- the whole
- There are how many principal virtues?
- ______ is not a virtue as given by Socrates.
- Socrates’ method of inquiry is called _______.
- Which is not one of the three principles of the human soul?
- Which is considered the “highest” principle of the soul?
- ______ the great evil of the State.
- _______ is the baser form of knowledge.
- The “highest” occupation for man as given by Socrates is ______.
- artistic creation
- ______ are permitted to lie for the benefit of all.
- The “wings” Socrates refers to when speaking of a youth’s initiation into war are ______.
- What, says Socrates, should kings study in order to make the State a possibility?
- the art of war
- What is Plato’s aim in The Republic?
- To define justice
- To prove that justice is worthwhile to pursue for its own sake
- To prove that justice is the advantage of the stronger?
- To define justice and to prove that it is worthwhile to pursue for its own sake
- Which of Socrates’s interlocutors asserts that justice is nothing but the advantage of the stronger?
- Which of the following terms best describes Thrasymachus?
- What advantage does the Ring of Gyges confer on its wearers?
- It makes them invisible
- It makes them invincible
- It makes them maximally just
- It makes everything they touch turn to gold
- According to Glaucon, to which of the following classes do the majority of people relegate justice?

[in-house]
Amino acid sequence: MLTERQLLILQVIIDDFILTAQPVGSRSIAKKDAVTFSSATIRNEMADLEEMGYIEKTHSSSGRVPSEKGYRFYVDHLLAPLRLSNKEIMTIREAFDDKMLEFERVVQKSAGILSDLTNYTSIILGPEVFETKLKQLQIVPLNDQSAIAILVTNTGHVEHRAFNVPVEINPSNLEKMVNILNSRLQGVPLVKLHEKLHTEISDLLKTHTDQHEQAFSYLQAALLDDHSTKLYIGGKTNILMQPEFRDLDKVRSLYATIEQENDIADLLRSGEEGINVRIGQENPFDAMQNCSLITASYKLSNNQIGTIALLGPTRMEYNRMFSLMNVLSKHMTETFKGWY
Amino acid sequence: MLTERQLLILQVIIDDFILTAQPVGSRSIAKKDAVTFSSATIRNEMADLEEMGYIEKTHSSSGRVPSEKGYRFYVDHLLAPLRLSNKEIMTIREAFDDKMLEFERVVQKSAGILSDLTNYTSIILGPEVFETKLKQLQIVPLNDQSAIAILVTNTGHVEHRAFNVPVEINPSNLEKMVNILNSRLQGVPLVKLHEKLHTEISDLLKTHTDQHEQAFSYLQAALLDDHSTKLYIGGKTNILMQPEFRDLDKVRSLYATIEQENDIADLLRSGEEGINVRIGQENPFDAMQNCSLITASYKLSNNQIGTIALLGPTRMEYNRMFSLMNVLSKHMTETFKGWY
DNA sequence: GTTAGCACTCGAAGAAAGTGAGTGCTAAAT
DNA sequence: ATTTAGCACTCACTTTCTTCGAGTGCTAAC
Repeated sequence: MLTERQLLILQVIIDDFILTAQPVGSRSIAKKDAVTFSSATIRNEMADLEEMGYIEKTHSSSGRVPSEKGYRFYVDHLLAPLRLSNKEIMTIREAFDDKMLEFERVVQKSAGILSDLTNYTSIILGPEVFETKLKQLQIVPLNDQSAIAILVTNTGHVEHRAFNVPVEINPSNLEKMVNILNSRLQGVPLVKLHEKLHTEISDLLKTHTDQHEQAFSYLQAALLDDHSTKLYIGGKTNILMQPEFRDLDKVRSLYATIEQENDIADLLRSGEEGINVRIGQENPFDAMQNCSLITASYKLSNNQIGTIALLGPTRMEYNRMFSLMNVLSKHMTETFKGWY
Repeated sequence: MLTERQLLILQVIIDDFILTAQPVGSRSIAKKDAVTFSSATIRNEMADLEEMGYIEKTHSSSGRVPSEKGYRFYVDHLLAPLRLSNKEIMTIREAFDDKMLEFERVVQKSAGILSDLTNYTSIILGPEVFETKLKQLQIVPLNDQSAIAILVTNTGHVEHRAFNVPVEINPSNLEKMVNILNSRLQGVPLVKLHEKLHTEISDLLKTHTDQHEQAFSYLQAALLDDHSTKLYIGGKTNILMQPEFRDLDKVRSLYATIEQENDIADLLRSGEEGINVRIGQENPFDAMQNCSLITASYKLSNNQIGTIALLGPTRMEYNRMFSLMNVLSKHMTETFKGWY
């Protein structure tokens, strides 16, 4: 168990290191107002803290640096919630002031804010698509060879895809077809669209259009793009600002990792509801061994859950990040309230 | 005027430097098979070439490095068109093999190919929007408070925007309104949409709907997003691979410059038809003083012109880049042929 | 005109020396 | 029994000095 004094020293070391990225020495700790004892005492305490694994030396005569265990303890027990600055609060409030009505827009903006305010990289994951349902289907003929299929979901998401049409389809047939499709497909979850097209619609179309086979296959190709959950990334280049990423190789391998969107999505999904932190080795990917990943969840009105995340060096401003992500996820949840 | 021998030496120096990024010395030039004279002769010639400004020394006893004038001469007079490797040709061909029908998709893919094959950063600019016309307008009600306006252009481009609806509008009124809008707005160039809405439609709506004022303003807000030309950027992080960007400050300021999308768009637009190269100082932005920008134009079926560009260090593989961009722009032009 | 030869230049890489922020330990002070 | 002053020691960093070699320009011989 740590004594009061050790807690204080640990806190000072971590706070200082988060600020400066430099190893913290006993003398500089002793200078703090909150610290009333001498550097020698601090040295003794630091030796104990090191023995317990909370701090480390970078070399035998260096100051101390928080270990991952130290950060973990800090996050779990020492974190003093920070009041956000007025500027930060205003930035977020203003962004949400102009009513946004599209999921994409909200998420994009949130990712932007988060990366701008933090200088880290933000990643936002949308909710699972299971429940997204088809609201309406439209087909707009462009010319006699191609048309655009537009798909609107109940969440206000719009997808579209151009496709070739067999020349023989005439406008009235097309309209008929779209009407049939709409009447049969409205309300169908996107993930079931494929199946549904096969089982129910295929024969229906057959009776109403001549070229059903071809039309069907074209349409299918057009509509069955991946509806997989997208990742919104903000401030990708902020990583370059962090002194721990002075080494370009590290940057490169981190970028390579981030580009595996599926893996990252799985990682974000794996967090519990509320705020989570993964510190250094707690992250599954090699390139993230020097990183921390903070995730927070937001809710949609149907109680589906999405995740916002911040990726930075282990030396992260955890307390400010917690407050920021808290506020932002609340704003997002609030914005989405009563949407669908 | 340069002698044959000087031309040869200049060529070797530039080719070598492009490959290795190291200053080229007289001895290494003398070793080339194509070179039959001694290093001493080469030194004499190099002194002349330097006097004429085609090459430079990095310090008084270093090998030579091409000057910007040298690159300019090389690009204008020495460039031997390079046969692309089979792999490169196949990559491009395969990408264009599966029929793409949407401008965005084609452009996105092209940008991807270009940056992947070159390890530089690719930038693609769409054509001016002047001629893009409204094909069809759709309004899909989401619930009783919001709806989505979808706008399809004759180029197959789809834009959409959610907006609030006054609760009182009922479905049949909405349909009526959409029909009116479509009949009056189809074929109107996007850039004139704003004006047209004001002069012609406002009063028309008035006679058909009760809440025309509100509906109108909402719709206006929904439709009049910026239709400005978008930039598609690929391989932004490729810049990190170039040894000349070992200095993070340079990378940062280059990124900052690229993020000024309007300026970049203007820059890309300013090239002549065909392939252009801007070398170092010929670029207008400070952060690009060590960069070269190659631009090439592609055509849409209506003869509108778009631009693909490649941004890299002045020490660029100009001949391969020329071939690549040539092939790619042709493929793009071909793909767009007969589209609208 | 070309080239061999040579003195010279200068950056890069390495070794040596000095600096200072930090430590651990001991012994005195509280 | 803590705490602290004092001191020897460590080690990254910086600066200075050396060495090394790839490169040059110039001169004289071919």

- Goods that are only desired for their own sake
- Goods that are only desired for their consequences
- Goods that are desired both for their own sake and for their consequences
- Goods that are not desired at all
- According to Socrates what is the fundamental principle on which all human society should be based?
- The principle of specialization
- From each according to his ability, to each according to his need
- Love of honor
- Which of the following is not a term applied to the first city Socrates describes?
- Healthy city
- Luxurious city
- City of pigs
- City of necessary desires
- Which of the following classes of society populates the first city?
- All of the above
- Which of the following is not considered an important aspect of the warriors’ education?
- Physical training
- What is the aim of the warriors’ education?
- To make them maximally fierce
- To make them maximally philosophical
- To make them maximally honor-loving